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Motivating a First Grader
Q: My six-year-old son is in the 1st grade, very bright, a straight A student and in 2nd grade reading. But he tells me that he doesn't "really" want to do good in school, he just does it for me. That bothers me and I make an effort to make sure that I am not pushing too hard or expecting too much from him (he is a first child and has a 3 yr. old little brother). I don't want him to give up on being the best that he can be. Any suggestions? Thank you.
I would not interpret your son's statement as cause for thinking that he might "give up on being the best that he can be." He is six years old and in the first grade. He is not about to choose a life of purposeful underachievement at this age. His telling you that he does well in school only to please you has underlying reasons that you should explore.
He may indeed not want to continue to "do good" in school if his doing very well academically somehow means that his life is not the one he wants to lead. At this point, you may only conjecture why he doesn't want the life of a straight A, advanced student. Maybe his social life in school is suffering because classmates deride him for his academic excellence. Maybe he has drawn the conclusion that you won't appreciate him or love him as much unless he performs up to the expectations that you have articulated. Maybe his teacher is pushing him academically more than he wants. Here's a question he should be asked: "What would not "doing good" in school give you that you don't have right now?" Having a family focus on many matters, I wonder also if there have been any changes/problems/worries within the family that may be impacting your son, concerns that is unable to articulate.
I'd make it a point to have some casual conversations with him -- while travelling in the car, eating breakfast at a restaurant with him on a Saturday morning, or after you've read him a story. You might try role-playing with him, asking him to pretend to be you and his teacher, to see if he gives you any clues about his dilemma. He is, after all, telling you that he is giving you the gift of good grades, because he knows you want them. He did not make up the idea that good grades were very important to you. He had to hear that from you to consider it his duty. On the other hand, he is telling you that he feels like he has to get great grades, even though he doesn't want to. He is letting you know that he's going through some inner turmoil and confusion over his role as a student and his relationship with you.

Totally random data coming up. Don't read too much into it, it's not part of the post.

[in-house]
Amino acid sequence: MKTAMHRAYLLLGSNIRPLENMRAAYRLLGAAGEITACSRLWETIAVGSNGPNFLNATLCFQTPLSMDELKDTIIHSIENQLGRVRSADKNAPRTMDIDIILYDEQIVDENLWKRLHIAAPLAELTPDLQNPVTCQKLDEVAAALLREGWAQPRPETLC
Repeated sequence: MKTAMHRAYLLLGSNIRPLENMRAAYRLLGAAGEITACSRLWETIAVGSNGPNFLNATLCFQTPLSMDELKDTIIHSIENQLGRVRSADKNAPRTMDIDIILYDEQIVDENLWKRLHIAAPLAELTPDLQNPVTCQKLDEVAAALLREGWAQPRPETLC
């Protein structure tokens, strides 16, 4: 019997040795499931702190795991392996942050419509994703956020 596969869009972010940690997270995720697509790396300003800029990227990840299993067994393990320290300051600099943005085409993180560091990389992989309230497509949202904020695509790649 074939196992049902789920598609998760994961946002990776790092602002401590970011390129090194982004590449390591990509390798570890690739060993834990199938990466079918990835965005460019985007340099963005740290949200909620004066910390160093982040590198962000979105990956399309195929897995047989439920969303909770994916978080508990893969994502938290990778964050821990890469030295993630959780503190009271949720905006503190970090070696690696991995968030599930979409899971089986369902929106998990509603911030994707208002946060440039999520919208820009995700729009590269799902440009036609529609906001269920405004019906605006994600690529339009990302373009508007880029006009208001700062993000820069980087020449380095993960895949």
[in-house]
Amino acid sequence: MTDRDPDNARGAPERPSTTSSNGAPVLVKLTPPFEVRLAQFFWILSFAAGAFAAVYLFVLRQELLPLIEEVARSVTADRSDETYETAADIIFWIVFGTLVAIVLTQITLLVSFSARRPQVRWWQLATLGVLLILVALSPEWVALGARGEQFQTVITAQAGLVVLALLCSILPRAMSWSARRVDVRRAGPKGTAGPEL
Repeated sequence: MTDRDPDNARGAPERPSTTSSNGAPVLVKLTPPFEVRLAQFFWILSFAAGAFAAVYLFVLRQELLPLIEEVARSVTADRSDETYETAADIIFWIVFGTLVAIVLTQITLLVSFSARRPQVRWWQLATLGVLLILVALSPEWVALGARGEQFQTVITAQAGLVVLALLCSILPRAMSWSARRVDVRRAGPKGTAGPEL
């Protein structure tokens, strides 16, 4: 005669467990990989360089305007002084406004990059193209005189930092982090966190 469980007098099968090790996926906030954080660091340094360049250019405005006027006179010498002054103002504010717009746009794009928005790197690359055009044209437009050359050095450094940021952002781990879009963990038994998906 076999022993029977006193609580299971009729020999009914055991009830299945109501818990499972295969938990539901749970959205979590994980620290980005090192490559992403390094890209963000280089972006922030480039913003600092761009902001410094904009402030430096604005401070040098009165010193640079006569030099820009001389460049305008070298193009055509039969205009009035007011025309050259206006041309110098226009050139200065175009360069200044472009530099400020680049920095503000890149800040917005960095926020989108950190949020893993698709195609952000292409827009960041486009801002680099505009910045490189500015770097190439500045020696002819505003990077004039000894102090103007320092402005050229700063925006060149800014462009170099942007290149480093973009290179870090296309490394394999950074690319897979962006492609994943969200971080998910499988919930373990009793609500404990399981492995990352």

My guess is that some non-pressured conversations with open-ended questions will get him talking about what's behind his dilemma. You might find it helpful to see a family therapist once, by yourself, to get some advice on how to frame your questions and for some insight about what could be behind his recent declaration. I'd welcome an update.
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Carleton Kendrick has been in private practice as a family therapist and has worked as a consultant for more than 20 years. He has conducted parenting seminars on topics ranging from how to discipline toddlers to how to stay connected with teenagers. Kendrick has appeared as an expert on national broadcast media such as CBS, Fox Television Network, Cable News Network, CNBC, PBS, and National Public Radio. In addition, he's been quoted in the New York Times, Washington Post, Chicago Tribune, Boston Globe, USA Today, Reader's Digest, BusinessWeek, Good Housekeeping, Woman's Day, and many other publications.